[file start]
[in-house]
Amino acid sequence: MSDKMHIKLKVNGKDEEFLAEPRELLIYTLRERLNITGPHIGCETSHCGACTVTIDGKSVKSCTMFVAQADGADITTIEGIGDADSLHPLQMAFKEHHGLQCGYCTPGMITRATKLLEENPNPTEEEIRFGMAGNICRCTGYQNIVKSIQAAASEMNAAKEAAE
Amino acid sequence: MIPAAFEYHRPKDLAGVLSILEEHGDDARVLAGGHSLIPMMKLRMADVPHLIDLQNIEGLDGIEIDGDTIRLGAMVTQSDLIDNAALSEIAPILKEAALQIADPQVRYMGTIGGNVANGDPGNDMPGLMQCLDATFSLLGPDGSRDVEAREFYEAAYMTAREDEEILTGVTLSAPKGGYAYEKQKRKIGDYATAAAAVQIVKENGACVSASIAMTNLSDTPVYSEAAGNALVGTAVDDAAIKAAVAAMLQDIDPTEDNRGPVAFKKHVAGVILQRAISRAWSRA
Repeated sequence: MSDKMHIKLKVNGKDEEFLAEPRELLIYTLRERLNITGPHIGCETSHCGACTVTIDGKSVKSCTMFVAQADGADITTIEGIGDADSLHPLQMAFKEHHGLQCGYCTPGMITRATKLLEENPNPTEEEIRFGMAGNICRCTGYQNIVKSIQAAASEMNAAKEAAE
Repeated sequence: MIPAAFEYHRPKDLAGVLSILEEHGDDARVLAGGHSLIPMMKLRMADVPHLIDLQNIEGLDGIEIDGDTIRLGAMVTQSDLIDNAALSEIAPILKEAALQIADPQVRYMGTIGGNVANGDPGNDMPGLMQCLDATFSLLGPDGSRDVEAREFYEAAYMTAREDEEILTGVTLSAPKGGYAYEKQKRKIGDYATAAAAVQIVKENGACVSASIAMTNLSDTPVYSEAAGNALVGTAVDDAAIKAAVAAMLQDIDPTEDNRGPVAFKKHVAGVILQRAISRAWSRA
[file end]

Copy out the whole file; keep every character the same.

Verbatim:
[in-house]
Amino acid sequence: MSDKMHIKLKVNGKDEEFLAEPRELLIYTLRERLNITGPHIGCETSHCGACTVTIDGKSVKSCTMFVAQADGADITTIEGIGDADSLHPLQMAFKEHHGLQCGYCTPGMITRATKLLEENPNPTEEEIRFGMAGNICRCTGYQNIVKSIQAAASEMNAAKEAAE
Amino acid sequence: MIPAAFEYHRPKDLAGVLSILEEHGDDARVLAGGHSLIPMMKLRMADVPHLIDLQNIEGLDGIEIDGDTIRLGAMVTQSDLIDNAALSEIAPILKEAALQIADPQVRYMGTIGGNVANGDPGNDMPGLMQCLDATFSLLGPDGSRDVEAREFYEAAYMTAREDEEILTGVTLSAPKGGYAYEKQKRKIGDYATAAAAVQIVKENGACVSASIAMTNLSDTPVYSEAAGNALVGTAVDDAAIKAAVAAMLQDIDPTEDNRGPVAFKKHVAGVILQRAISRAWSRA
Repeated sequence: MSDKMHIKLKVNGKDEEFLAEPRELLIYTLRERLNITGPHIGCETSHCGACTVTIDGKSVKSCTMFVAQADGADITTIEGIGDADSLHPLQMAFKEHHGLQCGYCTPGMITRATKLLEENPNPTEEEIRFGMAGNICRCTGYQNIVKSIQAAASEMNAAKEAAE
Repeated sequence: MIPAAFEYHRPKDLAGVLSILEEHGDDARVLAGGHSLIPMMKLRMADVPHLIDLQNIEGLDGIEIDGDTIRLGAMVTQSDLIDNAALSEIAPILKEAALQIADPQVRYMGTIGGNVANGDPGNDMPGLMQCLDATFSLLGPDGSRDVEAREFYEAAYMTAREDEEILTGVTLSAPKGGYAYEKQKRKIGDYATAAAAVQIVKENGACVSASIAMTNLSDTPVYSEAAGNALVGTAVDDAAIKAAVAAMLQDIDPTEDNRGPVAFKKHVAGVILQRAISRAWSRA